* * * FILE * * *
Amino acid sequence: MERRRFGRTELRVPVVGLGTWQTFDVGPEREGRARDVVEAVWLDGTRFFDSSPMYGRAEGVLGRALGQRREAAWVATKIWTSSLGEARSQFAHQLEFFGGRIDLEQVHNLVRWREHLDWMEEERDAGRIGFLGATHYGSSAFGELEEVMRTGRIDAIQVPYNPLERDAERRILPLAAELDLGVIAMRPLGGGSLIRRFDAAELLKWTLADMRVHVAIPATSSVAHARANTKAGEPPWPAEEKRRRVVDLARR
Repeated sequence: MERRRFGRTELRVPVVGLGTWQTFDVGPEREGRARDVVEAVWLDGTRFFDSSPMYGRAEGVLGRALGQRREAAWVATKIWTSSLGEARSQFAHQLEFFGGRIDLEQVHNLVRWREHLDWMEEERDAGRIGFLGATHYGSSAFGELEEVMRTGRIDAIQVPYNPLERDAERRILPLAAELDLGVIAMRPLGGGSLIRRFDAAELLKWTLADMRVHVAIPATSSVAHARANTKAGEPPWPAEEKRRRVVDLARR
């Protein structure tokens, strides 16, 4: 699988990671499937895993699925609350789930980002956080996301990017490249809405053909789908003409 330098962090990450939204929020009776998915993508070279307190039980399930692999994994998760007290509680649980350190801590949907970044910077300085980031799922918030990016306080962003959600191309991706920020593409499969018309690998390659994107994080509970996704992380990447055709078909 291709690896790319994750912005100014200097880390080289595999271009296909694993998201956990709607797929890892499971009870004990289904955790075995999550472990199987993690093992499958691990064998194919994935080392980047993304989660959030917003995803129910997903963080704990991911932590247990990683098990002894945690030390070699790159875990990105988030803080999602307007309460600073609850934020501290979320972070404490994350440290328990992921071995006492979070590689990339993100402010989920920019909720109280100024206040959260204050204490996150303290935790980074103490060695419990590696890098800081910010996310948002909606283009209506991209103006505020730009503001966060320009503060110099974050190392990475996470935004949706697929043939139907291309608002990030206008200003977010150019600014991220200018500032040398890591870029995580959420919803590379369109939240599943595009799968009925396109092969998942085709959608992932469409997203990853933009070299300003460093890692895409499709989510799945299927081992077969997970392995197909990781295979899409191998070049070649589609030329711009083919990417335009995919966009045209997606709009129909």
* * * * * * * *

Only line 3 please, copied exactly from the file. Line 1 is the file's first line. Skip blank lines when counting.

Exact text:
């Protein structure tokens, strides 16, 4: 699988990671499937895993699925609350789930980002956080996301990017490249809405053909789908003409 330098962090990450939204929020009776998915993508070279307190039980399930692999994994998760007290509680649980350190801590949907970044910077300085980031799922918030990016306080962003959600191309991706920020593409499969018309690998390659994107994080509970996704992380990447055709078909 291709690896790319994750912005100014200097880390080289595999271009296909694993998201956990709607797929890892499971009870004990289904955790075995999550472990199987993690093992499958691990064998194919994935080392980047993304989660959030917003995803129910997903963080704990991911932590247990990683098990002894945690030390070699790159875990990105988030803080999602307007309460600073609850934020501290979320972070404490994350440290328990992921071995006492979070590689990339993100402010989920920019909720109280100024206040959260204050204490996150303290935790980074103490060695419990590696890098800081910010996310948002909606283009209506991209103006505020730009503001966060320009503060110099974050190392990475996470935004949706697929043939139907291309608002990030206008200003977010150019600014991220200018500032040398890591870029995580959420919803590379369109939240599943595009799968009925396109092969998942085709959608992932469409997203990853933009070299300003460093890692895409499709989510799945299927081992077969997970392995197909990781295979899409191998070049070649589609030329711009083919990417335009995919966009045209997606709009129909």